Malaysia Airlines Flight 370 was "highly likely" to have been on autopilot as it flew into the southern Indian Ocean, Australian officials said Thursday, divulging new details about the missing plane's probable fate.
The comments were made during a news conference to announce a southward shift in the underwater search for the Boeing 777, which disappeared March 8 with 239 people on board.
Searchers have found no trace of the jetliner or its passengers, making the case probably the biggest mystery in aviation history and leaving the families of those on board bereft of answers.
The Australian officials said they believe the plane was on autopilot throughout its journey over the Indian Ocean until it ran out of fuel. They cited the straight track on which the aircraft flew, according to electronic "handshakes" it periodically exchanged with satellites.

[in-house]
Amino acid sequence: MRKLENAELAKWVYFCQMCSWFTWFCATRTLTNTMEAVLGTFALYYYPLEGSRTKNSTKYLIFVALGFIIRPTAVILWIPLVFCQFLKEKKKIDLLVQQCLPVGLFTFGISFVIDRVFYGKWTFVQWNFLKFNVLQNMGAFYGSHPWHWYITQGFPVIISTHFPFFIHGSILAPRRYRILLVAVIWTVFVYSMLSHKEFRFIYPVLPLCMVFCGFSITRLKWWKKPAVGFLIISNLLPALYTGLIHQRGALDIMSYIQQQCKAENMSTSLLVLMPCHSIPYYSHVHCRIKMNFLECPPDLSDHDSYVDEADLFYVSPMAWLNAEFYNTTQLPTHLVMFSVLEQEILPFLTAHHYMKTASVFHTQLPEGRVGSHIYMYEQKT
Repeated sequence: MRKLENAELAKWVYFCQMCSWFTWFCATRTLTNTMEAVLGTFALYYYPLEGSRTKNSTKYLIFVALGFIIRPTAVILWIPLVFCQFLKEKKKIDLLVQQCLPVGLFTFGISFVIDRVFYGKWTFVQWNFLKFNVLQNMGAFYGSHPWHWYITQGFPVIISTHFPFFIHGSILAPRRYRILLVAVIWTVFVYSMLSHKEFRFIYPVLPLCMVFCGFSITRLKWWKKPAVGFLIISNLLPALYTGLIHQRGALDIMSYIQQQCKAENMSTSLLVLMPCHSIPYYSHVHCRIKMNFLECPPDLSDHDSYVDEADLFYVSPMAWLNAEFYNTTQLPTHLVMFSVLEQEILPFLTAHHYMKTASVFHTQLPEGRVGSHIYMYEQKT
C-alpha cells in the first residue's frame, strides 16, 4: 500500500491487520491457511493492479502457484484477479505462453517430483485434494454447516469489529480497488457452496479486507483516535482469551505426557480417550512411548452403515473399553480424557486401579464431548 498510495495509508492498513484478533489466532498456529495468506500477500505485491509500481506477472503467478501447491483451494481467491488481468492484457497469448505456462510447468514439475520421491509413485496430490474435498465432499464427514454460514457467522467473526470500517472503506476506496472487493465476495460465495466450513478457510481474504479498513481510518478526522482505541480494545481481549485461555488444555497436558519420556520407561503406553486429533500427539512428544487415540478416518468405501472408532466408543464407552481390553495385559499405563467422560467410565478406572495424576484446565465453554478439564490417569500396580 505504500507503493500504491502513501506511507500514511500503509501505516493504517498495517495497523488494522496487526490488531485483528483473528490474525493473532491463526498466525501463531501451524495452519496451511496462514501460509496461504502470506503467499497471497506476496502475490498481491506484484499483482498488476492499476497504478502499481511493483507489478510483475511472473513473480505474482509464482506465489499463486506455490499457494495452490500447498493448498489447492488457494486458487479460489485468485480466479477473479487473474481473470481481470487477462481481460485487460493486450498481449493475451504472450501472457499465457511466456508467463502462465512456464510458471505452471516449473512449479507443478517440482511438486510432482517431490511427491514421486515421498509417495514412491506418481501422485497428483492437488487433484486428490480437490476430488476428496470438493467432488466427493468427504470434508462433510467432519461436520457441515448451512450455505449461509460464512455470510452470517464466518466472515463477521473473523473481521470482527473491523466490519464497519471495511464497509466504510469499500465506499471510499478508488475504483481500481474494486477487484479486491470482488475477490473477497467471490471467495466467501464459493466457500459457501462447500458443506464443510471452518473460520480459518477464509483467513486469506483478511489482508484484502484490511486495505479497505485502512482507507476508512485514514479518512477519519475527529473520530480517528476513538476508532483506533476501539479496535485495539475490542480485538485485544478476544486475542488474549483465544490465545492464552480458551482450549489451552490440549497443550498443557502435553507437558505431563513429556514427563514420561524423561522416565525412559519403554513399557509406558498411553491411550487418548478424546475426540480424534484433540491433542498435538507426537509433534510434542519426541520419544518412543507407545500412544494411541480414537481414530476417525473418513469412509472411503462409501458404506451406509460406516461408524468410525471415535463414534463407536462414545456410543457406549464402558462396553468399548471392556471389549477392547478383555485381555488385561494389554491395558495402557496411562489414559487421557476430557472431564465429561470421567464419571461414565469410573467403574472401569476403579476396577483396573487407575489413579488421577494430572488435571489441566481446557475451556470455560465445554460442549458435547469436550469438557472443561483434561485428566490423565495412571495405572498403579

"It is highly, highly likely that the aircraft was on autopilot, otherwise it could not have followed the orderly path that has been identified through the satellite sightings," Australian Deputy Prime Minister Warren Truss told reporters in Canberra.
But the officials said they weren't sure exactly when the autopilot had been turned on.
And they declined to talk about the causes behind the errant flight path, saying those are questions for the Malaysian authorities in charge of the overall investigation.
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